Labour try to outdo National from the right

david_cunliffe6_credit_michaelroberts_1200Labour has once again tried to out-do the National Party from the right – this time with calls for tighter immigration restrictions. Labour’s recent attacks on immigration should be worrying to people on the left. It seems a strange perversion of the ideals of equality that people should want to put up walls and prevent human beings from coming to New Zealand simply on the basis they were not born here. By telling myths about house prices, wages and quality of life, there is a push to whip up racist sentiment to bolster support, and it needs to be opposed. Not that Labour are the only racists in parliament. National are scaremongering over refugees, trying to place us in the same position as Australia, where wholesale destruction of human rights happens daily on Manus Island. The Greens warn of Chinese ownership, and injected xenophobia into the anti-asset sales campaign. As for NZ First… well, that needs no further explanation. We should be calling for open borders, not greater restrictions, for a free and safe haven for refugees, not the barrel of a navy gun.

The myths that the racists are using to prop themselves up are quite insidious – exploiting genuine fears and problems about wages and house prices. Labour claims that the reason house prices are so high in Auckland is because of immigration and ‘competition’ for housing. This is not true. According to New Zealand Institute for Economic Research economist Shamubeel Eaqub, immigration is not a major driver of rising house prices.

He explained to the New Zealand Herald, “If it was mainly about immigration we would see both rents and house prices spike up but in Auckland rental inflation was 2 -1/2 per cent while house price inflation was in double digits.”

It would be relatively simple for New Zealand to build enough housing for all, insulated, safe, and dry. The cost of housing is because of rapacious speculators who treat homes – a basic human necessity that is a right – as fodder to build up their fortunes.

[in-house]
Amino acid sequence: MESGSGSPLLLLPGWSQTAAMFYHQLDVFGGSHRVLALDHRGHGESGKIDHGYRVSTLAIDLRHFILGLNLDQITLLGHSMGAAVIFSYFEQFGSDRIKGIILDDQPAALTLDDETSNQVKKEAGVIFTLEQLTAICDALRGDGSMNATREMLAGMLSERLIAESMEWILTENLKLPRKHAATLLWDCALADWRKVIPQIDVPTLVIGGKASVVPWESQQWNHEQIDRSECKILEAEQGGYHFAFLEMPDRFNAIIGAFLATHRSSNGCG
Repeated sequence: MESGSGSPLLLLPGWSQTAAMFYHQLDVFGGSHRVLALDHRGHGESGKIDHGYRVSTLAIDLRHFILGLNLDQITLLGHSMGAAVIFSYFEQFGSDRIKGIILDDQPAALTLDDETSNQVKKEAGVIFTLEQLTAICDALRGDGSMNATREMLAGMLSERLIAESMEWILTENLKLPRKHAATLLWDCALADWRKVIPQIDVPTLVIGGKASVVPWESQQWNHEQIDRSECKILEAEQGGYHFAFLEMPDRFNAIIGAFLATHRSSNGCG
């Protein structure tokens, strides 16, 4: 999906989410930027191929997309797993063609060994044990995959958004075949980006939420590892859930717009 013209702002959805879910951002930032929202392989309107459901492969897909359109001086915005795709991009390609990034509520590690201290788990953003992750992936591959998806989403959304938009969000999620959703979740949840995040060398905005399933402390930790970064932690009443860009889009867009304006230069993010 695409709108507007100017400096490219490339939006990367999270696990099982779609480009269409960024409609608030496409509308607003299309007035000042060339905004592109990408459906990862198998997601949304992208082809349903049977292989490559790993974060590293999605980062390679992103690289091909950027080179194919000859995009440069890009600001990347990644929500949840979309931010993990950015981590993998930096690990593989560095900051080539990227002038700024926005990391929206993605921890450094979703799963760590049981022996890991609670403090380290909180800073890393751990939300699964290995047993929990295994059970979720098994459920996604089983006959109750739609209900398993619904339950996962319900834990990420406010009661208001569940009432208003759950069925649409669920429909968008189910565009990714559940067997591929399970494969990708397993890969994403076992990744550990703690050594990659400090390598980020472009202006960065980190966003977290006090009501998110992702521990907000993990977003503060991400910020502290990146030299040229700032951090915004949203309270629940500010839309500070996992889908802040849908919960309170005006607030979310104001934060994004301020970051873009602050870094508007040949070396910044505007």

Equally, low wages in New Zealand is not because of immigrants ‘settling for less’; it is because of the weakness of the union movement against the power of the bosses. If anything, workers from the Phillipines could teach us a few things about union militancy! The anti-immigration crowd buys into treasury’s neoliberal bullshit, where all prices are settled ‘by the market’, and power has nothing to do with it.

These racist attacks and propaganda have recently been turned against Maori a
s well. The survey that revealed that there is ‘deepening resentment from Maori towards Asian immigration’ can’t be dismissed in of itself. If there is hostility towards immigration among Maori, it is because Maori have faced the brunt of the neoliberal reforms undertaken by successive governments – National or Labour – that have savaged working class lives. The competition for jobs, the search for a better life in Australia, and the fight to get the Treaty of Waitangi recognised are real and pressing issues for Maori. It’s no wonder that resentment towards Asians can build especially when there’s politicians like David Cunliffe fanning this type of dog-whistle politics. Racism serves as the classic tool of the rich to divide and rule us all so that instead of seeing what unites us, we are squabbling amongst ourselves and letting those who have real power in society off the hook.

The idea that Asians ‘don’t understand Te Tiriti’ holds no water when compared to the CEOs and Bosses who are ardently against the principles of Waitangi. The battles that exploited immigrants face are the same battles that Maori face.

Racist and xenophobic barriers to immigration are not the way to improve the lives of workers in New Zealand. A basic demand should be that we call for open borders, an acceptance that being born in New Zealand is no reason for ‘special treatment’. The struggle for good living standards is global. Placing walls between us only harms that struggle.

 

Jim Gluck

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